And as I travel around Colorado and get to know more places, and take my kids camping and try to get them into it, it just seemed the perfect timing for this. To take it over. Because updating the book forces you to get out there and do it. There’s no … real no excuses. You have a deadline and you have to literally visit as many campgrounds as possible. Which we did and I’ll get to update that next year as well.

Doug:                                         Bring us into what that was like when you first took over the Colorado camping book and what that meant for your time as far as having the family. When did you do this and how did you get out there and see as much as you could of Colorado? There’s gotta be thousands of camp sites in this state.

Josh Berman:                       There are. There’s 480 campgrounds that are listed in my book. I knew I had to hit as many as I could and otherwise I had to find out has the price changed? Has the number of sites changed? Are reservations accepted now? There’s not that much that changes at a campground but sometimes they do get closed and new ones open. So you really do have to take a pretty thorough approach to sweeping the whole state and for me it’s all about balancing act with my schedule as a Spanish teacher and being able to work on my breaks and take on these bigger writing projects during the summer breaks, basically.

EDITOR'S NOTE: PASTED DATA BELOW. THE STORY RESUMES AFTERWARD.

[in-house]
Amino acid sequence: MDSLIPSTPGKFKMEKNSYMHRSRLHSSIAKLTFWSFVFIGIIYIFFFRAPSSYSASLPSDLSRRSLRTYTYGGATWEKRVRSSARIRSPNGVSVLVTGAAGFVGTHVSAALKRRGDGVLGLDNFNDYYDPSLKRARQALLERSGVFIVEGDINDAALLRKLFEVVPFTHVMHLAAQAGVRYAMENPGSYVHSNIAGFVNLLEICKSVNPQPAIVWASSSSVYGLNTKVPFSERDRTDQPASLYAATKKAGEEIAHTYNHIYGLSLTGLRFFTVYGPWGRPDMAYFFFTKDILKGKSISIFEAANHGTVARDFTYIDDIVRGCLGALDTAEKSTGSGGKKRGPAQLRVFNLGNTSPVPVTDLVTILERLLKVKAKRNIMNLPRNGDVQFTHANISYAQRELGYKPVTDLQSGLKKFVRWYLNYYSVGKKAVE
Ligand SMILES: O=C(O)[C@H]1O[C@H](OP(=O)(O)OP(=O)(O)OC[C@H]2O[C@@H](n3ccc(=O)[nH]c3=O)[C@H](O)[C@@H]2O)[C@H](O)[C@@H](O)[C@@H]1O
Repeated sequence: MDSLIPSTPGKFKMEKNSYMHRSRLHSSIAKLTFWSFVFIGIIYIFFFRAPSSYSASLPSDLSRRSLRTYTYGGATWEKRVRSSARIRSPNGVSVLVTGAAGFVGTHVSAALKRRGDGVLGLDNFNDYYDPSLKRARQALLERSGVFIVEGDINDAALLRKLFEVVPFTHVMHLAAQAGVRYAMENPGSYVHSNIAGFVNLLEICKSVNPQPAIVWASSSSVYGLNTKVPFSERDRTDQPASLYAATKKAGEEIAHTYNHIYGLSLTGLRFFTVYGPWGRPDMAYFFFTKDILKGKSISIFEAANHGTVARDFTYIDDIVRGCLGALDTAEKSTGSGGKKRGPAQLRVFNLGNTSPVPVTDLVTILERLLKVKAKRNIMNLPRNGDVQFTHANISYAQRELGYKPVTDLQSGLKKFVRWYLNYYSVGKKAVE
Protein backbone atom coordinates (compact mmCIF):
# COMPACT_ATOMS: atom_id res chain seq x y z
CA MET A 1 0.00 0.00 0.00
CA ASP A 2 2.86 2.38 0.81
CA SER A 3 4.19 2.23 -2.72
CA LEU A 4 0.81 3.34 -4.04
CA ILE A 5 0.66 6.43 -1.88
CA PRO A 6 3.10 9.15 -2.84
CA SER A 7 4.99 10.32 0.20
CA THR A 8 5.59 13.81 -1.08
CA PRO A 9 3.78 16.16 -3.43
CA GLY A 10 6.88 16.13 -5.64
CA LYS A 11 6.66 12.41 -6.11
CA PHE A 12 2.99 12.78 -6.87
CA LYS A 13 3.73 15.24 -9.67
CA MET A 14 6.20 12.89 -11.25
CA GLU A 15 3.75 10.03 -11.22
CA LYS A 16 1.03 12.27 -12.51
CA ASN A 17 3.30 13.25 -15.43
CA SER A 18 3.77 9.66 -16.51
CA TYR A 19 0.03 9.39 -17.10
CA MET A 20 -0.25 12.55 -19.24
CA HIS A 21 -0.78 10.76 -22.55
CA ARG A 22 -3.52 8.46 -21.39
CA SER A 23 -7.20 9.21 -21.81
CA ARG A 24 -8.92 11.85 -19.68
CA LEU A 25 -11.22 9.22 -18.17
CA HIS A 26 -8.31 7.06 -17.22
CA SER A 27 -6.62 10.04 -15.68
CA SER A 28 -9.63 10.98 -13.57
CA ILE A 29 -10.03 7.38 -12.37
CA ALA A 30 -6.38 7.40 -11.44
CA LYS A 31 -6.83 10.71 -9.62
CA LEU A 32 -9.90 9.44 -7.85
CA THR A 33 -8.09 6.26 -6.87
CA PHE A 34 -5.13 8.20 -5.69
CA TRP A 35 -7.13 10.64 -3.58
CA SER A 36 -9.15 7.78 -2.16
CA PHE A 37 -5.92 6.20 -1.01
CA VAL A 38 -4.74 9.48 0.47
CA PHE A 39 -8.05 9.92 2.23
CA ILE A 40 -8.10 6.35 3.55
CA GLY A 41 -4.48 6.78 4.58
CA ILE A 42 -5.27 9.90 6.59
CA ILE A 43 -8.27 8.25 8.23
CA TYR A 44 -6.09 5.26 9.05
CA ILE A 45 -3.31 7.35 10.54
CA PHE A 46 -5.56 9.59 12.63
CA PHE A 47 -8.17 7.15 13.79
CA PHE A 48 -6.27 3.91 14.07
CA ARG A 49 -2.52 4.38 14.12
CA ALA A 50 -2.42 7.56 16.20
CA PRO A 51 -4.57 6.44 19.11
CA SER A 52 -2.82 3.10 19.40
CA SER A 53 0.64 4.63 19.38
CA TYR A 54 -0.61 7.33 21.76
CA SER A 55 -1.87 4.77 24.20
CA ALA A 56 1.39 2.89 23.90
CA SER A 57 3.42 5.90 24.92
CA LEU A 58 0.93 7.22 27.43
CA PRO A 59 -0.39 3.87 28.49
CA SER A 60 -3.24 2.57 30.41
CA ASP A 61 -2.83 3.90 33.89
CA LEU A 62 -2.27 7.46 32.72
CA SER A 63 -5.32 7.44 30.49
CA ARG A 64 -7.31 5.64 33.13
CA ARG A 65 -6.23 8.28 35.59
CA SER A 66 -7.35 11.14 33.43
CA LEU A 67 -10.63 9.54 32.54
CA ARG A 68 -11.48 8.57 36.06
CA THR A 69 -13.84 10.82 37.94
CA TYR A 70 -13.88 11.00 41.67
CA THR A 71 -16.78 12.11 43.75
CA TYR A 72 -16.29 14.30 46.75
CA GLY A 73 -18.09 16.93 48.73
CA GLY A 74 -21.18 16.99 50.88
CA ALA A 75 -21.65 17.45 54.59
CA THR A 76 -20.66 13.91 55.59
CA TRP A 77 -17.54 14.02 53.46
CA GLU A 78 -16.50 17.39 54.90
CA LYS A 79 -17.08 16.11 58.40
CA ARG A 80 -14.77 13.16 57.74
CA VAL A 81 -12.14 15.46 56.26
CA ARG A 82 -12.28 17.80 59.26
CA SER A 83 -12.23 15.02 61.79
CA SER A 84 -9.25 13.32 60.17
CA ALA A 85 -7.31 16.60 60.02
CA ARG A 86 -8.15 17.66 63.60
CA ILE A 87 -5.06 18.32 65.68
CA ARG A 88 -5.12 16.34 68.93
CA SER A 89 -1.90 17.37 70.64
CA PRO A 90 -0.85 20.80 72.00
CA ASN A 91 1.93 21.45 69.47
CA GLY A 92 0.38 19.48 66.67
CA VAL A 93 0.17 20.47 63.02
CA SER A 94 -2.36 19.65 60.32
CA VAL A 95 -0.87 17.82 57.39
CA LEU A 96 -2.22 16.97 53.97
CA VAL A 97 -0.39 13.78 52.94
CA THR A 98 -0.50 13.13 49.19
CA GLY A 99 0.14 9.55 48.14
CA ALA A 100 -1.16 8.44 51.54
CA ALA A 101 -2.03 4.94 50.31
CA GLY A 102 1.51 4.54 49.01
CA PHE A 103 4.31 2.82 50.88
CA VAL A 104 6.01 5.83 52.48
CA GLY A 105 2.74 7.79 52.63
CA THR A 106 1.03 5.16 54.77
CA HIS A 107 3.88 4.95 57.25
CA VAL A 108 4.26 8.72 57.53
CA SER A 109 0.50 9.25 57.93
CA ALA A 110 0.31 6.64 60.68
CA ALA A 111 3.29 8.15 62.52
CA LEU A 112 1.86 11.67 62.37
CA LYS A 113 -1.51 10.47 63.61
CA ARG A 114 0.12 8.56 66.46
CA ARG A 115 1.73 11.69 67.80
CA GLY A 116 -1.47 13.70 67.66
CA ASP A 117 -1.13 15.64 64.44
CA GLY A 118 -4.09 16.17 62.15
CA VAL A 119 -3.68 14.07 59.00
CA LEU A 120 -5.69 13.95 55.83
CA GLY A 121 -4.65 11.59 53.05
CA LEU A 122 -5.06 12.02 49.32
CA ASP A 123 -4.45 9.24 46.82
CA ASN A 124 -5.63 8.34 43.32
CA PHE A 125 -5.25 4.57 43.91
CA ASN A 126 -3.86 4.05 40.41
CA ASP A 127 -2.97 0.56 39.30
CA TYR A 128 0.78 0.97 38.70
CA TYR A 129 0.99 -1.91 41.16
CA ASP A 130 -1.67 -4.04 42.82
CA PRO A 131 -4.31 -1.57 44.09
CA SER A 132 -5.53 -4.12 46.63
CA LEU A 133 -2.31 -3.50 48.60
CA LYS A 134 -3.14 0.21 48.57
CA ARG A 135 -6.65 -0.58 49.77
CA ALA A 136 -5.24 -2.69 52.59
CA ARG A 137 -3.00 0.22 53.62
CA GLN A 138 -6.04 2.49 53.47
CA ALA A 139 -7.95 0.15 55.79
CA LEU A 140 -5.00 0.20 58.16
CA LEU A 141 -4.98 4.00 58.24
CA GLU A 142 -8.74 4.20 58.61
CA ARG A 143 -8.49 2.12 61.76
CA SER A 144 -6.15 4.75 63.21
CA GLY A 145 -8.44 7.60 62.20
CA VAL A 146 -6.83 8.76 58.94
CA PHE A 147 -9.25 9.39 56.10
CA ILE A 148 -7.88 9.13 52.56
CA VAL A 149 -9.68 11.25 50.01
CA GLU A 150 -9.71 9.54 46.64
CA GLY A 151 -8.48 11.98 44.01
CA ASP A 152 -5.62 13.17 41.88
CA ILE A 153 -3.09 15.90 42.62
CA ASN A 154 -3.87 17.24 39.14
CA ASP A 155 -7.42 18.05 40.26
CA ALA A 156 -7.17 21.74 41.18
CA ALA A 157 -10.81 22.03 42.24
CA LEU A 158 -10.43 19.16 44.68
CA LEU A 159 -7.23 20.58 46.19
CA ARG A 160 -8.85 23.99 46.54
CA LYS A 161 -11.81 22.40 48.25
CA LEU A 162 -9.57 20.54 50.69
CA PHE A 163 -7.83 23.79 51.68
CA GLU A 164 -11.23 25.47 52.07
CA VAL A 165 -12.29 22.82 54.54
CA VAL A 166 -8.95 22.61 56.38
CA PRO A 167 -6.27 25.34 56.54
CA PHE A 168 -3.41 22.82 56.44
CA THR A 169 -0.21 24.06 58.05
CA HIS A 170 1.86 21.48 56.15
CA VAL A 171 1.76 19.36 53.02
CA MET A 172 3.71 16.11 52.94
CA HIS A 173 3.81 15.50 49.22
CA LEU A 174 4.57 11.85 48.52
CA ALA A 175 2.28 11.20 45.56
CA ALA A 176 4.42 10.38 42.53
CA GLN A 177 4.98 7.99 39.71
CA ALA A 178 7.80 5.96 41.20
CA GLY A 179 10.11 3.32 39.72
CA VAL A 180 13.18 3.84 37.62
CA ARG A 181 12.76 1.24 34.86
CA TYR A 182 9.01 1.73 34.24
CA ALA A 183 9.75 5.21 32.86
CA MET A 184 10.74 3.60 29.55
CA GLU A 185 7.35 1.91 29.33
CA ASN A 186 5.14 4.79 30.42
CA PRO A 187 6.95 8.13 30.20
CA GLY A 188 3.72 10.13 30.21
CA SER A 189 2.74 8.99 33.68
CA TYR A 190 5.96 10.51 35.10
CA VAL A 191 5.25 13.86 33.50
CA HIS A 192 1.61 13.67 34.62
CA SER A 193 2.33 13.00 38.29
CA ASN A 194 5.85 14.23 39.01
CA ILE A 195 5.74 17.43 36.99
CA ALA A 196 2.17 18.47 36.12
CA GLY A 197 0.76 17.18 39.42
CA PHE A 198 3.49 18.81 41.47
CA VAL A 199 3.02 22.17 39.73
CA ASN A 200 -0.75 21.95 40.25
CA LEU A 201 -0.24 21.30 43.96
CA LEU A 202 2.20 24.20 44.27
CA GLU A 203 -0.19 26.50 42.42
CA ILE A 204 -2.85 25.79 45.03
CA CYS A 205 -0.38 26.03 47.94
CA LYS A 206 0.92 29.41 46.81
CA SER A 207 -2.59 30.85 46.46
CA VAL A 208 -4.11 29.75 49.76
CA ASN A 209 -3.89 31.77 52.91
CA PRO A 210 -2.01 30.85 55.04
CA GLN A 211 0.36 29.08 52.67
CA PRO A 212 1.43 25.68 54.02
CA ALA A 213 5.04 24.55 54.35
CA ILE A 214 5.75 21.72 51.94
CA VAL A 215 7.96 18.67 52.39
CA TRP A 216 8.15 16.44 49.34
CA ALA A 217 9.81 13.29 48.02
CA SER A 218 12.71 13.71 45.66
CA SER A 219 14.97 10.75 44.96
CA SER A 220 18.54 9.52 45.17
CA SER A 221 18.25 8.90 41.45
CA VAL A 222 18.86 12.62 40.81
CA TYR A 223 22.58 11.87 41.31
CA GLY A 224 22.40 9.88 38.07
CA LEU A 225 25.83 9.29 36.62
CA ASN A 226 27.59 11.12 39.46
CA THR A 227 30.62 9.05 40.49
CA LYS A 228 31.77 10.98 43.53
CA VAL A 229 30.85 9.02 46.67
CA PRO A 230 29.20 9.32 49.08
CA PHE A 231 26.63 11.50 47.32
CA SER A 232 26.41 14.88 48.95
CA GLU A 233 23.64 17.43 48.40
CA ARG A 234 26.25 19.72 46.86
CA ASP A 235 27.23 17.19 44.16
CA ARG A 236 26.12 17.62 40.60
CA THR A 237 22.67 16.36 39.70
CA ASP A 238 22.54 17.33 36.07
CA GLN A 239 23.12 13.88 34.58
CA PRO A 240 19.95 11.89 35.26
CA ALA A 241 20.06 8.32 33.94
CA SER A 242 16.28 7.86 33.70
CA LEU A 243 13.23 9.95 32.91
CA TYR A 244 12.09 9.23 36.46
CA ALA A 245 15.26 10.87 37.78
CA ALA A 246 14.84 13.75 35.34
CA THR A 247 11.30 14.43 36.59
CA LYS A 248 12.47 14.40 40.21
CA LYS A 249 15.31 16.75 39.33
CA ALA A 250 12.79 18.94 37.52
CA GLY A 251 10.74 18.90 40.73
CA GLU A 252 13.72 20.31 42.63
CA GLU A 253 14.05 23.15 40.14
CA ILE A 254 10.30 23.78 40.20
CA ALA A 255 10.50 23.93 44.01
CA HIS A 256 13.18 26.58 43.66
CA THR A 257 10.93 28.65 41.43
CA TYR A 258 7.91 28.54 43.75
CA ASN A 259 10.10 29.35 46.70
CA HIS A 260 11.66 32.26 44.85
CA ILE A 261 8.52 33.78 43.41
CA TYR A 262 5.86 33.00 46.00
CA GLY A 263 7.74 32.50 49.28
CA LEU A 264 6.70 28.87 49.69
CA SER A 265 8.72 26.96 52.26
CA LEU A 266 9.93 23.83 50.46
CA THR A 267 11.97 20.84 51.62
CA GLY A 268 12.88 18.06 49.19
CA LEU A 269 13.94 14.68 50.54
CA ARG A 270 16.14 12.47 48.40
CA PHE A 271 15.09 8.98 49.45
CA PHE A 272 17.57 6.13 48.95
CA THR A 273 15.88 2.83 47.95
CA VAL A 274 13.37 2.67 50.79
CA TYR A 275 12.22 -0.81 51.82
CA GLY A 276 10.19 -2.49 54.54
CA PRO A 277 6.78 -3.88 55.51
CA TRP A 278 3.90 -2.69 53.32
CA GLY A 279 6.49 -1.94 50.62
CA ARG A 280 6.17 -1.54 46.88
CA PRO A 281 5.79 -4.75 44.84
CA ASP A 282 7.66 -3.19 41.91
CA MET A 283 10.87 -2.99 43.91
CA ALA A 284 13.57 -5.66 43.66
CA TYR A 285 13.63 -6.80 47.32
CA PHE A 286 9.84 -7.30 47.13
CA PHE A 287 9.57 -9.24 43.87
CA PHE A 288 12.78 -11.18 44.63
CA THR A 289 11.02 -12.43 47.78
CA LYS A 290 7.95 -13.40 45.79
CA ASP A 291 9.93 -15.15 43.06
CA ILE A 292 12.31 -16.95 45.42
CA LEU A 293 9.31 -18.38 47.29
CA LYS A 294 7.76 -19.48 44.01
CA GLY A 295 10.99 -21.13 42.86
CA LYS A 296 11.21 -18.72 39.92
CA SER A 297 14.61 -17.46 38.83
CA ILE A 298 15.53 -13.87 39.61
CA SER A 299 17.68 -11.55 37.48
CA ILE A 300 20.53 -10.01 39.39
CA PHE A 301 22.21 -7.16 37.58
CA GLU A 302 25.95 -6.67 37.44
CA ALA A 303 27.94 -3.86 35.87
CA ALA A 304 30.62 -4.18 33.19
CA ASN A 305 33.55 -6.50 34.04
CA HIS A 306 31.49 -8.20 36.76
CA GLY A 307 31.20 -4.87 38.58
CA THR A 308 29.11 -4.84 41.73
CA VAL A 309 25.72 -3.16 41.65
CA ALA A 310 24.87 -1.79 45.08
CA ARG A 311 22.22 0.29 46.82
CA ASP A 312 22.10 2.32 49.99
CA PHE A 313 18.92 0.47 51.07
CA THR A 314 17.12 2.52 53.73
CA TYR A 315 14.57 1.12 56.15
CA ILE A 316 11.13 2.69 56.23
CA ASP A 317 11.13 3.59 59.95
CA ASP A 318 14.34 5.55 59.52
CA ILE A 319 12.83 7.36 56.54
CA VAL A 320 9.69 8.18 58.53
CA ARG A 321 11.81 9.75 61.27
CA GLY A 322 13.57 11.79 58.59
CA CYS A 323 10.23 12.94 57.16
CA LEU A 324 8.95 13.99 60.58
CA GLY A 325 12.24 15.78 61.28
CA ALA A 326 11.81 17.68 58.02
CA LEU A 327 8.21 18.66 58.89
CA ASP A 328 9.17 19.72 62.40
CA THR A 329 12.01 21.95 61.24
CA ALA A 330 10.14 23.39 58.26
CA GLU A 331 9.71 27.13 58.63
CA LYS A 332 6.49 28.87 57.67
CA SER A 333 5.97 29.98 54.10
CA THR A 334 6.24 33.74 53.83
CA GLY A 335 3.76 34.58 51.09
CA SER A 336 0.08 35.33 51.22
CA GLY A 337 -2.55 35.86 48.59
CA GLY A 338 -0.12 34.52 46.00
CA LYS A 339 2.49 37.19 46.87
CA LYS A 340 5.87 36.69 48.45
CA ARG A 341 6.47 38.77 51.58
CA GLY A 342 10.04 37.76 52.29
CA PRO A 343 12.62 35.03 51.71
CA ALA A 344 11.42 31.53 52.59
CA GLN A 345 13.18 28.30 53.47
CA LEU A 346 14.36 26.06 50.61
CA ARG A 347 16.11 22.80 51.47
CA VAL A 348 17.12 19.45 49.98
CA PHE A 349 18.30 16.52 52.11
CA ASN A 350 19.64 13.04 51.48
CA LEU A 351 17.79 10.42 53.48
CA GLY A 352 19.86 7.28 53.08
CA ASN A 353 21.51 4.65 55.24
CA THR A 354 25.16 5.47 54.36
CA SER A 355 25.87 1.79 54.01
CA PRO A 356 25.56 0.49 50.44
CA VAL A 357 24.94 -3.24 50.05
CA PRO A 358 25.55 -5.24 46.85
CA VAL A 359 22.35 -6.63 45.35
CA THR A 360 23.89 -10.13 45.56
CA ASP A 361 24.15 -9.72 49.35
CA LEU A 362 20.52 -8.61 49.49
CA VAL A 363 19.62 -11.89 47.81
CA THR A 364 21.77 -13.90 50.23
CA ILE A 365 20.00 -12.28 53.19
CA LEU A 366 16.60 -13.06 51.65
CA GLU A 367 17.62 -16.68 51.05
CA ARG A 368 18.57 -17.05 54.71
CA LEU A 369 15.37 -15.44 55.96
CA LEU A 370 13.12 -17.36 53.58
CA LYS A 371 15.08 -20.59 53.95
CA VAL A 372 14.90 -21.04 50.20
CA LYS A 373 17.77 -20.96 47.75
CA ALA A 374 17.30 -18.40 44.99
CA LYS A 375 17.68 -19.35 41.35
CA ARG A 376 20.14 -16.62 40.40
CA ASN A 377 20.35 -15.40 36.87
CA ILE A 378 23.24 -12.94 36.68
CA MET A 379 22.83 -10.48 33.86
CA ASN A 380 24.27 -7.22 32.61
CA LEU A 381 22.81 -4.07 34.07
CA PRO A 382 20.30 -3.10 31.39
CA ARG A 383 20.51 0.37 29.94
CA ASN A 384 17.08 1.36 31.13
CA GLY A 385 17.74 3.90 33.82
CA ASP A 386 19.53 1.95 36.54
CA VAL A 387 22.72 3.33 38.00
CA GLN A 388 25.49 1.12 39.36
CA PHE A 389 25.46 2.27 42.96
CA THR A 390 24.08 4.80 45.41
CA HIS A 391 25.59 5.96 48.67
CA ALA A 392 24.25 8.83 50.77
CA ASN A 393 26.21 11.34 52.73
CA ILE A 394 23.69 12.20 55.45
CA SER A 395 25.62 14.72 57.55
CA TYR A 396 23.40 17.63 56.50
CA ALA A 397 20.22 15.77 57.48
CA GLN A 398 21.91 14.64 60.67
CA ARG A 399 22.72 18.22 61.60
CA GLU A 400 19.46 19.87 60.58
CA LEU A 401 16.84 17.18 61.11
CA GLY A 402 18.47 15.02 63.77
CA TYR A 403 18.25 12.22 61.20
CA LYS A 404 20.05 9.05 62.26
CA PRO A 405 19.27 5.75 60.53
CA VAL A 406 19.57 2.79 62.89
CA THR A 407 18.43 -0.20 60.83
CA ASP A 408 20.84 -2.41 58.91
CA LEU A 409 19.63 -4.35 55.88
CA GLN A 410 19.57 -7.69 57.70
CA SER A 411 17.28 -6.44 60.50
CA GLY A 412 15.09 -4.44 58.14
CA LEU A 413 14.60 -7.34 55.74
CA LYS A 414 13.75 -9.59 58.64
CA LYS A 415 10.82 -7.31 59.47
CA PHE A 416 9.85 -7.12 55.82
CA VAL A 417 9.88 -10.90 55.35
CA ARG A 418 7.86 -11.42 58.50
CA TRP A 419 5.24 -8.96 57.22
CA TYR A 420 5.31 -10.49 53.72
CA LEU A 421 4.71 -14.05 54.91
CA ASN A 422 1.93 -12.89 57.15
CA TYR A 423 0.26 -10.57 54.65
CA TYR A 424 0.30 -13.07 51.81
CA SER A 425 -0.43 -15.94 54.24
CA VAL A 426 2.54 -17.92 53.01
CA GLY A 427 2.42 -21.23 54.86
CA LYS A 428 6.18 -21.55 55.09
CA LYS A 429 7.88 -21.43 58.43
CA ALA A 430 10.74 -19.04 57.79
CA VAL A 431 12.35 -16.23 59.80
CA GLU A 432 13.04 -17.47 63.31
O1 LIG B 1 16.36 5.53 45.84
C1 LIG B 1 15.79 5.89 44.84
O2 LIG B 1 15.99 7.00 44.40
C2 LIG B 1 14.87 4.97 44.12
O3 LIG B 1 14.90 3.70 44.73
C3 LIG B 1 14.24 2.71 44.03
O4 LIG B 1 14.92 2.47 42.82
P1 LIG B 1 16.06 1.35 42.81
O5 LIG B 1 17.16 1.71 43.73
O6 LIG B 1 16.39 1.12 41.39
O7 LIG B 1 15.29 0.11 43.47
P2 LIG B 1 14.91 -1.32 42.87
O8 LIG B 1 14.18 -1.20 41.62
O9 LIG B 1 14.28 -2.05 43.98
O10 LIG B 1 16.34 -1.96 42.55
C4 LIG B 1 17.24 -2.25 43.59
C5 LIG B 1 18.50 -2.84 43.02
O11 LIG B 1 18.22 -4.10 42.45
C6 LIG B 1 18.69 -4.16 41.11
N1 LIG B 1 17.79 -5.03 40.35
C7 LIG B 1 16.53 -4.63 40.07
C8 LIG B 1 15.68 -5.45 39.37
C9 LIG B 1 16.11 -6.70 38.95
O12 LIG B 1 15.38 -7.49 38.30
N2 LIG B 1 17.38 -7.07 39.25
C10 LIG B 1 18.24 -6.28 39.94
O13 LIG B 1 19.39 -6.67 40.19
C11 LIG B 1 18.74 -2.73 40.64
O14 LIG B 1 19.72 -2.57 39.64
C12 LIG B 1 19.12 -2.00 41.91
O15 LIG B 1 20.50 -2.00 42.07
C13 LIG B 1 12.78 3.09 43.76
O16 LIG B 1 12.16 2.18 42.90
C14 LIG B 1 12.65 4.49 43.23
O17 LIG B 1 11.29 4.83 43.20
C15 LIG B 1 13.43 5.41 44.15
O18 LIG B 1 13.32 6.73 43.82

The goal was, two summers ago, the kids were ages two, five and eight. The youngest still in diapers. And we decided to go on a thirty day trip around the state. Pretty much anchored in the main national parks and national monuments and camped at almost a different place every single night. Tent camping. Setting it up, taking it down. Making sure that the little one didn’t fall in the fire or off a cliff. And it was exhausting. It’s not relaxing to camp with your family. It’s like there would be the little moments, a beautiful moment of sitting next to the camp fire and everyone’s relaxed and not fighting and safe. And then it’s … all mayhem breaks loose. And it’s just finding those moments and not turning the kids off to it. They enjoyed it. They saw a lot.

Doug:                                         Yeah, I would imagine.

Josh Berman:                       My wife grew up in Colorado and she said in that summer our kids saw more of Colorado than she had growing up there.

Doug:                                         I would imagine that would be a feat that’s hard to replicate. Until, maybe, I guess next summer if you update that book again. I don’t know what you’re committed to on that but, yeah … I just did a couple of days of camping at the Sand Dunes a couple of weeks ago and by the end of the second night everyone was pretty much ready to pack it in. So I can imagine what day 30 looked like of the camping caravan.